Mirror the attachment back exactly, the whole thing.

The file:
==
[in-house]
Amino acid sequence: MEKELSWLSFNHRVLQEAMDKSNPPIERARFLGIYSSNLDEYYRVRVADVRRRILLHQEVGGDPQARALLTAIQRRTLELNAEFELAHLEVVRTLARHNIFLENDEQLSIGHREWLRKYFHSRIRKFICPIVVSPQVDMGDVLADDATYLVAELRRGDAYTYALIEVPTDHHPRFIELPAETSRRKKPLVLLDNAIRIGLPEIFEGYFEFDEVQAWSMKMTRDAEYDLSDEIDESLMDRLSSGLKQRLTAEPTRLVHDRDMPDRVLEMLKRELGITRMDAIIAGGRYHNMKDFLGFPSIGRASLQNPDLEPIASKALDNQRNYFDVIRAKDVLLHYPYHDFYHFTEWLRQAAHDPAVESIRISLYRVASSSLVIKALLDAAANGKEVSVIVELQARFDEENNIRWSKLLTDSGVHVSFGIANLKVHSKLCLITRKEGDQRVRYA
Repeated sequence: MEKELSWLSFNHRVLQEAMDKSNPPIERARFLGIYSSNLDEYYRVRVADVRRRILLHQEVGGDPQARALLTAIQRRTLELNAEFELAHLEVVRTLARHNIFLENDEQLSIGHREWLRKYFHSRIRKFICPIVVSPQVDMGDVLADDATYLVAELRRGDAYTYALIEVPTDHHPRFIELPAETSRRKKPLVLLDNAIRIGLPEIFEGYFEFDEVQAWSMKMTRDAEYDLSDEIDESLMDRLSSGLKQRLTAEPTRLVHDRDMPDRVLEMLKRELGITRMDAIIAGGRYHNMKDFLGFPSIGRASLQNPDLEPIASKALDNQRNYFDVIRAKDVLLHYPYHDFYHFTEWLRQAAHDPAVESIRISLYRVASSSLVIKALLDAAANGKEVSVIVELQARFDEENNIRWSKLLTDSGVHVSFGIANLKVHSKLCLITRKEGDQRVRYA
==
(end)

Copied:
[in-house]
Amino acid sequence: MEKELSWLSFNHRVLQEAMDKSNPPIERARFLGIYSSNLDEYYRVRVADVRRRILLHQEVGGDPQARALLTAIQRRTLELNAEFELAHLEVVRTLARHNIFLENDEQLSIGHREWLRKYFHSRIRKFICPIVVSPQVDMGDVLADDATYLVAELRRGDAYTYALIEVPTDHHPRFIELPAETSRRKKPLVLLDNAIRIGLPEIFEGYFEFDEVQAWSMKMTRDAEYDLSDEIDESLMDRLSSGLKQRLTAEPTRLVHDRDMPDRVLEMLKRELGITRMDAIIAGGRYHNMKDFLGFPSIGRASLQNPDLEPIASKALDNQRNYFDVIRAKDVLLHYPYHDFYHFTEWLRQAAHDPAVESIRISLYRVASSSLVIKALLDAAANGKEVSVIVELQARFDEENNIRWSKLLTDSGVHVSFGIANLKVHSKLCLITRKEGDQRVRYA
Repeated sequence: MEKELSWLSFNHRVLQEAMDKSNPPIERARFLGIYSSNLDEYYRVRVADVRRRILLHQEVGGDPQARALLTAIQRRTLELNAEFELAHLEVVRTLARHNIFLENDEQLSIGHREWLRKYFHSRIRKFICPIVVSPQVDMGDVLADDATYLVAELRRGDAYTYALIEVPTDHHPRFIELPAETSRRKKPLVLLDNAIRIGLPEIFEGYFEFDEVQAWSMKMTRDAEYDLSDEIDESLMDRLSSGLKQRLTAEPTRLVHDRDMPDRVLEMLKRELGITRMDAIIAGGRYHNMKDFLGFPSIGRASLQNPDLEPIASKALDNQRNYFDVIRAKDVLLHYPYHDFYHFTEWLRQAAHDPAVESIRISLYRVASSSLVIKALLDAAANGKEVSVIVELQARFDEENNIRWSKLLTDSGVHVSFGIANLKVHSKLCLITRKEGDQRVRYA